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Several months ago, I was having a conversation with an engineer who was struggling with the various build system and legal hoops one has to deal with to include a third-party library.

“Is third-party software even worth it?” he asked in frustration. At the time, the comment struck me as more than a little ridiculous.

We use Java, which has a rich ecosystem of available libraries that allow development teams to deliver more functionality in less time. Unless you want to re-implement cryptography, network communication, database drivers and a whole host of other solved problems, you leverage the results of others’ work.

But that gained efficiency comes with a cost—increased security risk. Now not only do you need to worry about vulnerabilities you might be introducing, but also those of the countless contributors of other code you’re relying on. The obvious example here is Heartbleed—countless developers incorporated OpenSSL and inherited the serious vulnerability that it contained.

That’s not to say that the people who developed the third-party library necessarily have lower standards with respect  to secure coding. But by pulling in someone else’s code, you’re increasing the footprint of your software; you have just added many more lines of code (and some low rate of defects) than you could have written yourself in that period of time. That’s why you added it—because it let you get something done faster.

So in light of this added risk, let’s get back to the engineer’s question: is third-party software even worth it?  In the abstract, yes—if you’re smart about how you incorporate it, you can deliver significantly more value to customers than you could otherwise. But on a case-by-case basis, he is asking exactly the question we should be asking ourselves every time an engineer comes with a new set of libraries.

Here are some questions you might consider as you evaluate the risk versus reward:

Is its footprint proportional to its value?

You’re adding code to your product in order to get value X. Does the library you are bringing in address value X specifically or does it address the entire alphabet of problems?

Think frameworks here—popular ones like Grails or Spring solve a vast array of problems and do so by pulling in a host of other third-party software. If you find yourself pulling in a heavyweight framework to solve a single concern in your product, you might be in the “not worth it” space.

Interestingly, Java itself has had this problem, distributing all parts of the JRE under all circumstances. In doing so, it was exposing servers to end-user vulnerabilities and vice-versa with no benefit for those users.  More recently, they have responded by providing server-only distributions that exclude end-user-focused JARs like Web Start.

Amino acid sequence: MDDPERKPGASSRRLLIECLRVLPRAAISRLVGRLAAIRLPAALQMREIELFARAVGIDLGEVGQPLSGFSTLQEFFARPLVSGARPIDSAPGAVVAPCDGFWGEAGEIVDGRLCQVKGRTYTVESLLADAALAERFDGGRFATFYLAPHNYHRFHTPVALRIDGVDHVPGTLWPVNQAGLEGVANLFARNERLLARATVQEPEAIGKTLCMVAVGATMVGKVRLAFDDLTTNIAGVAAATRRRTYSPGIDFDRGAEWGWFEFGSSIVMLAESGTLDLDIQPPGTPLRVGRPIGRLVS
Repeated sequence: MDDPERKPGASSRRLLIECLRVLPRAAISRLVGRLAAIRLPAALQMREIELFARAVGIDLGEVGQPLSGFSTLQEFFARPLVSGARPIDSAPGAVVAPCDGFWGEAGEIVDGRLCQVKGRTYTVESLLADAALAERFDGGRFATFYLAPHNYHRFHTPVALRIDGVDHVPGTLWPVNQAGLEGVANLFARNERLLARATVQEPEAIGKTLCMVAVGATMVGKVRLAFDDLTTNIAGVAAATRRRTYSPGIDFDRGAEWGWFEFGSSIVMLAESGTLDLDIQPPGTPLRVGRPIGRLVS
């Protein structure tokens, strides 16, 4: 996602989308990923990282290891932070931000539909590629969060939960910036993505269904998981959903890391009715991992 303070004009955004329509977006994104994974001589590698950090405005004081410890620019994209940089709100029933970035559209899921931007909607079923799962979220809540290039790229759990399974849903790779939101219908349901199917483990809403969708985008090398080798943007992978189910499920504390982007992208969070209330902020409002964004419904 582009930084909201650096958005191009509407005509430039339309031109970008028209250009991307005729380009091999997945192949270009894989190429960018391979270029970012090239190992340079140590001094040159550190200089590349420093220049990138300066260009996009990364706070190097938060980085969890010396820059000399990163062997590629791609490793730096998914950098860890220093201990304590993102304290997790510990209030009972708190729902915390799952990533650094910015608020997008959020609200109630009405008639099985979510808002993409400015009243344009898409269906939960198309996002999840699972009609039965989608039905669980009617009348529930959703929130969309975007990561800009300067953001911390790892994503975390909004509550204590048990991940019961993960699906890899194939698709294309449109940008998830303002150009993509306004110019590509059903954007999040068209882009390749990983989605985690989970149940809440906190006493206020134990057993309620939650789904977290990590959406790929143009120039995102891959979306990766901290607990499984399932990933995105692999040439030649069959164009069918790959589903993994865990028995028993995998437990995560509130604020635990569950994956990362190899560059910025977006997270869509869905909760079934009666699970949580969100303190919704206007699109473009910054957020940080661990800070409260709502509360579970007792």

Is it actively maintained?

Maybe this one goes without saying, but if the authors of your library have gone dormant, you ought to move on. Consumers of libraries and products find out they have vulnerabilities when fixes are issued;  hackers find out when they compromise them. If nobody is there to fix the issues, you’ll have no idea what vulnerabilities you’re putting in customer environments.

How easily can you update it?

Assuming someone is out there to issue updates in response to discovered security issues, you’re going to need to update your software to consume newer versions. How hard is that going to be? Are there well-known touch points between your software and the third-parties’ software or is the relationship complicated?

If you can’t easily identify what needs regression testing upon a third-party update, you’re going to end up regression testing everything. Be careful here that the eventual cost of staying up-to-date doesn’t override the early benefits of adding the library.

Assuming your increase in risk footprint is right-sized to the value you’re getting and that you can justify and accommodate the ongoing maintenance, pulling it in is probably the right thing to do. You’re probably not an expert in what it does, so writing it yourself is more likely to result in defects and security issues.

Leverage the work of others in these circumstances—it’s worth it. Just make sure that the next time an excited engineer comes with a package of libraries that solves all of the world’s problems you make him or her stop and identify the problems it causes, as well.





picThe Executive’s Guide to the Top 20 Critical Security Controls

Tripwire has compiled an e-book, titled The Executive’s Guide to the Top 20 Critical Security Controls: Key Takeaways and Improvement Opportunities, which is available for download [registration form required].


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